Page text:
after_filter :verify_authorized, :except => :index

  # Enforces access right checks for collections
  after_filter :verify_policy_scoped, :only => :index


  def permission_denied
    head 403


class PersonPolicy < ApplicationPolicy

  class Scope < Struct.new(:user, :scope)
    def resolve
class ApplicationPolicy
  attr_reader :user, :record

  def initialize(user, record)
    @user = user
    @record = record

  def user_activities

  def inferred_activity(method)

  def method_missing(name,*args)
    if name.to_s.last == '?'

  def scope
    Pundit.policy_scope!(user, record.class)

This may need some explanations :

This is the ApplicationPolicy, it will be inherited by each resource, allowing to extend/ override Policies by resources.

I replaced the bulk Pundits question marked CRUD methods with some meta-programming to avoid code duplication, and tedious declarations.

Line 9 : It recovers allowed activities for the current user.

Line 13 : The current activity against which we authorize is inferred from the object’s class name ( the word record is used but i plan to change this, since record mean database record for me, but it could be any object ).

Line 17 : The (in)famous Ruby’s method missing !

Any unknown method ending with a question mark in the current scope will be interpreted as a check access right for this activity method.

Each time we want to check access right for an activity, it will lookup the allowed activities for the current user roles …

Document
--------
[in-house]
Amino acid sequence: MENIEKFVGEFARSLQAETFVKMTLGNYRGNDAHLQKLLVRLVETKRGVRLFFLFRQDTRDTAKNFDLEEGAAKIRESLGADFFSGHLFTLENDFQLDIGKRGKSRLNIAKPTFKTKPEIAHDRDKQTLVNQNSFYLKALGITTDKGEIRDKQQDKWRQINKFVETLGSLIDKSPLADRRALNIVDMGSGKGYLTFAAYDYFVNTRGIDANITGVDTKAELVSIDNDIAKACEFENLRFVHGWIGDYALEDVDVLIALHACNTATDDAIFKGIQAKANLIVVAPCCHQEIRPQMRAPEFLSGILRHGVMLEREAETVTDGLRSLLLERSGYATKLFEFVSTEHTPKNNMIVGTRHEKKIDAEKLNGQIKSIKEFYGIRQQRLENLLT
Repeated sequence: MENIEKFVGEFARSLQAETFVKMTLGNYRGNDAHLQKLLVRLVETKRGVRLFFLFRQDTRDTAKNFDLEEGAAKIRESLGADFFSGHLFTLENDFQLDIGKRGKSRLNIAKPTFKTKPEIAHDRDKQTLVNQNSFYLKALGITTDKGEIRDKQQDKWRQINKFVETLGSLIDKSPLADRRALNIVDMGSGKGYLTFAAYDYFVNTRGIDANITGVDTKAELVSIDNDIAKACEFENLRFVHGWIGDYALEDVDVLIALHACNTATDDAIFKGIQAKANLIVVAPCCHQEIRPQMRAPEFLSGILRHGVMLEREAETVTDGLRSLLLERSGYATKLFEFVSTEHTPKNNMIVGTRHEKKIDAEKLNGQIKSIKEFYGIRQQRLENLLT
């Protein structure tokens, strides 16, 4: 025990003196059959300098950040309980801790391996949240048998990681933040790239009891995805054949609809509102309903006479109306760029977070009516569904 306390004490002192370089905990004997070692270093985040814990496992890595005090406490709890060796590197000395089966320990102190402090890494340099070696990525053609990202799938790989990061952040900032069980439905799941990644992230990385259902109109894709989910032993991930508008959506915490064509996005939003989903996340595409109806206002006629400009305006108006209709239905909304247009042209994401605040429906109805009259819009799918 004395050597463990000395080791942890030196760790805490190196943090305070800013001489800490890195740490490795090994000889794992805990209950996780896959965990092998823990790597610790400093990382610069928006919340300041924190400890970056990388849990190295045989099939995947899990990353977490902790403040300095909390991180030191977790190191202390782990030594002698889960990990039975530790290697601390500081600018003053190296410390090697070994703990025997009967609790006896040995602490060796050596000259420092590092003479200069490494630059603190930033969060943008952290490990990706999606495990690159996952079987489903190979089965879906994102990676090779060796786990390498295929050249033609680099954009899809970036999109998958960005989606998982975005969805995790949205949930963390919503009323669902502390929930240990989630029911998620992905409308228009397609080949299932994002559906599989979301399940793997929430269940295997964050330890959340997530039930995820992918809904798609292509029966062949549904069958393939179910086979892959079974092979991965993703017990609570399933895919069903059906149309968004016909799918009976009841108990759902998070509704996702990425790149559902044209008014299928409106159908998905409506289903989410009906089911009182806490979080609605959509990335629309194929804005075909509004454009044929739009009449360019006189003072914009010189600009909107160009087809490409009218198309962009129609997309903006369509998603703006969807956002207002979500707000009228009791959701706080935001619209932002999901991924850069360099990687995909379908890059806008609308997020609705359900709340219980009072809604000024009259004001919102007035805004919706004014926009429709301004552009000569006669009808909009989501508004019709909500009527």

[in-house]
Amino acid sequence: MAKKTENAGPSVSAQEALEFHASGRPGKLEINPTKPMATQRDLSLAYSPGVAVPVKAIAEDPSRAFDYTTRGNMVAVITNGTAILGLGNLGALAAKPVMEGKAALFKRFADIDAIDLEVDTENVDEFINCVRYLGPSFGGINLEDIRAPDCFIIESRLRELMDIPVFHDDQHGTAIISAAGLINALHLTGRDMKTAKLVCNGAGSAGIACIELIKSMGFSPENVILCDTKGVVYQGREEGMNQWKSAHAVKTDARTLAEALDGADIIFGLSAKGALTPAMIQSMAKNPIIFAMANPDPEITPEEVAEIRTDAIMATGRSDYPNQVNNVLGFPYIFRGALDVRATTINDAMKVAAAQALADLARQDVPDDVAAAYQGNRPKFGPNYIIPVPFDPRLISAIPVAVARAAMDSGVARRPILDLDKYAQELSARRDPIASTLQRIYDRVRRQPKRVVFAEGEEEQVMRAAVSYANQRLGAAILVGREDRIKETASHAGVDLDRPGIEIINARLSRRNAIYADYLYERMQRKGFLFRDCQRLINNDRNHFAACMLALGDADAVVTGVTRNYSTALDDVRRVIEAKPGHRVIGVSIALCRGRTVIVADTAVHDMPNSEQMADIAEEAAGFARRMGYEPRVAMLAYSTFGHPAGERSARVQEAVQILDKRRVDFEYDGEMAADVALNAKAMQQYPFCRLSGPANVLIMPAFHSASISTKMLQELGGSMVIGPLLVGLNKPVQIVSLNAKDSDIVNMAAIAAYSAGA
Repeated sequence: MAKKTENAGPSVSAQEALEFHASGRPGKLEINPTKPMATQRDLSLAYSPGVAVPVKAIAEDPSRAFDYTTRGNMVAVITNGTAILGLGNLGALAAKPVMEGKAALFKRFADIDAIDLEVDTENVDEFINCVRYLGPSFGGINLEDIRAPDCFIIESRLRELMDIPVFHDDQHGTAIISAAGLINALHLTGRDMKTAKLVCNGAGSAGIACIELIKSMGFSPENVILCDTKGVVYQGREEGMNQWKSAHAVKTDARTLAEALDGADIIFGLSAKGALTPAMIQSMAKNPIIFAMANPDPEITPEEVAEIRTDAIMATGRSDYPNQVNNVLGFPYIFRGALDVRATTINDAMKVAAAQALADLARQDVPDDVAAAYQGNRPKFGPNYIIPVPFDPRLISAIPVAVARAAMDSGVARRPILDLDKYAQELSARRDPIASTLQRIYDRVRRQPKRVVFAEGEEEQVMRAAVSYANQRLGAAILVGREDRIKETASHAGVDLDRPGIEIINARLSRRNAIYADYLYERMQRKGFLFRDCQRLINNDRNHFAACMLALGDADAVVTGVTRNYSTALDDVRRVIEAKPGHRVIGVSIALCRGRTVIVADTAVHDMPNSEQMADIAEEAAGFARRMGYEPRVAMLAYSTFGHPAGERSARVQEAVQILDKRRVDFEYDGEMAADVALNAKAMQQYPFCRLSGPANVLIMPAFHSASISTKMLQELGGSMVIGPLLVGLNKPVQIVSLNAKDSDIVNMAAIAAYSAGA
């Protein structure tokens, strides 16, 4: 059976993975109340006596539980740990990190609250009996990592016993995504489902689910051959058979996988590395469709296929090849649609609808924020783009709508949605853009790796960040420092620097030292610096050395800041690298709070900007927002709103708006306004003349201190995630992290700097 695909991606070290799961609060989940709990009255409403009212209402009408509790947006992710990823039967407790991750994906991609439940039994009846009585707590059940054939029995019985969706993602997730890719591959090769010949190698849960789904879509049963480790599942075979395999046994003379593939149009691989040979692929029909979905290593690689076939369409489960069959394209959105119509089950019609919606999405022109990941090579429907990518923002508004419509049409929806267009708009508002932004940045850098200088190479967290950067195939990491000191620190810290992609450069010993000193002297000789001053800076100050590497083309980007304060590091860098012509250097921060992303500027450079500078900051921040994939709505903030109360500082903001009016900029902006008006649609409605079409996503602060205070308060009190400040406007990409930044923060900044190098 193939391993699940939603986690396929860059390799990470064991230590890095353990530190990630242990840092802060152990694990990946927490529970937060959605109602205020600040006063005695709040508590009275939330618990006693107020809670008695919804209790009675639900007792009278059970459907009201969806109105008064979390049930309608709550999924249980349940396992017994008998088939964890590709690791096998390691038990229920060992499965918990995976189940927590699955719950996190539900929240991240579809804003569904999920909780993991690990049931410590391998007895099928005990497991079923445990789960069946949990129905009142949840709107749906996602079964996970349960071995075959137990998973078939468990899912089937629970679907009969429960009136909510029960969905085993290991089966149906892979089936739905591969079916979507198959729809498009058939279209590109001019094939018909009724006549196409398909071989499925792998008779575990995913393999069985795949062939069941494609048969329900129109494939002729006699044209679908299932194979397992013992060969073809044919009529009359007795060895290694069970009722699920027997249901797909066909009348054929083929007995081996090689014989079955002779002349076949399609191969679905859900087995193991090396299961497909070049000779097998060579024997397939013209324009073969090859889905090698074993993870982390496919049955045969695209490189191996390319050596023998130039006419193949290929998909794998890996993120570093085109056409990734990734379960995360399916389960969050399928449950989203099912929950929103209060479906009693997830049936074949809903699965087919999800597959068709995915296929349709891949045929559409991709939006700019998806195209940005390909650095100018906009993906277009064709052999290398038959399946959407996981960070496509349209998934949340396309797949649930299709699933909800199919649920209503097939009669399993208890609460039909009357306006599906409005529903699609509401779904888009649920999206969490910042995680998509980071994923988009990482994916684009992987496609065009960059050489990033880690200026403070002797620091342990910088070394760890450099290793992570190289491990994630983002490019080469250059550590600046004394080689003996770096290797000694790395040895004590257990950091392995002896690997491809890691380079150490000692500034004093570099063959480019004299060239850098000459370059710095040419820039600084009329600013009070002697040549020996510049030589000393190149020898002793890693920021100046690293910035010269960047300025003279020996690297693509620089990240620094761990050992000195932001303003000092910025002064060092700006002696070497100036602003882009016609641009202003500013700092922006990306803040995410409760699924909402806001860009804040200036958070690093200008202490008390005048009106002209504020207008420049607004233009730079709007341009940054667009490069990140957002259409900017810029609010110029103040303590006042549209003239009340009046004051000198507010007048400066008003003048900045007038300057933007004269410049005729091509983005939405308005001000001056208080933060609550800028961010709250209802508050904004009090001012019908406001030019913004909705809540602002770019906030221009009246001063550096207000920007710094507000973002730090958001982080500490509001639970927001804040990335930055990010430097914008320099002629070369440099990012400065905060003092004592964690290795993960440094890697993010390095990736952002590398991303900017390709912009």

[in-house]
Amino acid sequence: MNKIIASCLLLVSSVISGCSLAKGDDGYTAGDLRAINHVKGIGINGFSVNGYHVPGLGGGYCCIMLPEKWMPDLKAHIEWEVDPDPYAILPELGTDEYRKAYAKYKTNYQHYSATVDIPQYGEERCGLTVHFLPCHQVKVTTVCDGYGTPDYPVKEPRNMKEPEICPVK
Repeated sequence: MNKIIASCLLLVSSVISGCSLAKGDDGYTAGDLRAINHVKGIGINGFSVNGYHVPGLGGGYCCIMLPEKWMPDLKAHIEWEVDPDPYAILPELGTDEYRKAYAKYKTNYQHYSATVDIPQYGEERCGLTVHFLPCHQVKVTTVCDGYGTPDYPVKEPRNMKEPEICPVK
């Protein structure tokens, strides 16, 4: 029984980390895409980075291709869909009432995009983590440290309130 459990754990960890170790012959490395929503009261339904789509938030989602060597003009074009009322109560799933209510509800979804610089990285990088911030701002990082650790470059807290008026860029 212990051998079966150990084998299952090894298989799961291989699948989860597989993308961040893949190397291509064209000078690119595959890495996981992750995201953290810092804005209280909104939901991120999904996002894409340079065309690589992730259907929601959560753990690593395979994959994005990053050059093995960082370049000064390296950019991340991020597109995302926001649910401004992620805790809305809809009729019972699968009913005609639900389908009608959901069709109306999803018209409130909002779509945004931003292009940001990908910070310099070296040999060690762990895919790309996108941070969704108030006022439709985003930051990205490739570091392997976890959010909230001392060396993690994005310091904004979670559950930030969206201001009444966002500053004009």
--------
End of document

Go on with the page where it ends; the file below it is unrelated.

This is the way the most of work is done, with a few ruby lines of code.

To manage rights, all we need is to add the activity to user role, what could be more simple ?

The person resource

Since all the work is done by the ApplicationPolicy class, the PersonPolicy class is just there to include and override behaviors.

The application Controller

Nothing extravagant here. Just read comments. Note that when the right are insufficient, It just return a 403 HTTP Header, it is enough for a REST API and is the way I understand the RFC 2616.

The Rspec Tests. ( Behaviour Driven ? )

Just to show how it works and as proof , this is a dumb spec/test for the dumb person example.

require 'spec_helper'

describe PersonPolicy do
  subject { PersonPolicy }

  let(:person) { create(:person) }
  let(:user) { create(:valid_user) }

  context 'given user\'s role activities' do

    permissions :create? do
      context 'without person:create' do
        before(:each) { user.roles << create(:role, activities: %w(person:show)) }

        it 'denies' do
          should_not permit(user, person)


      context 'with person:create' do
        before(:each) { user.roles << create(:role, activities: %w(person:create person:show)) }

        it 'allow' do
          should permit(user, person)


    permissions :update? do

      context 'without person:update role activity' do
        before(:each) { user.roles << create(:role, activities: %w(person:show)) }

        it 'denies' do
          should_not permit(user, person)


      context 'with person:update' do
        before(:each) { user.roles << create(:role, activities: %w(person:update)) }
        it 'allow' do
          should permit(user, person)


The test ouput the following :

rspec pundit output

Easy :)

In a further post i’ll detail how to apply read/write mask on object.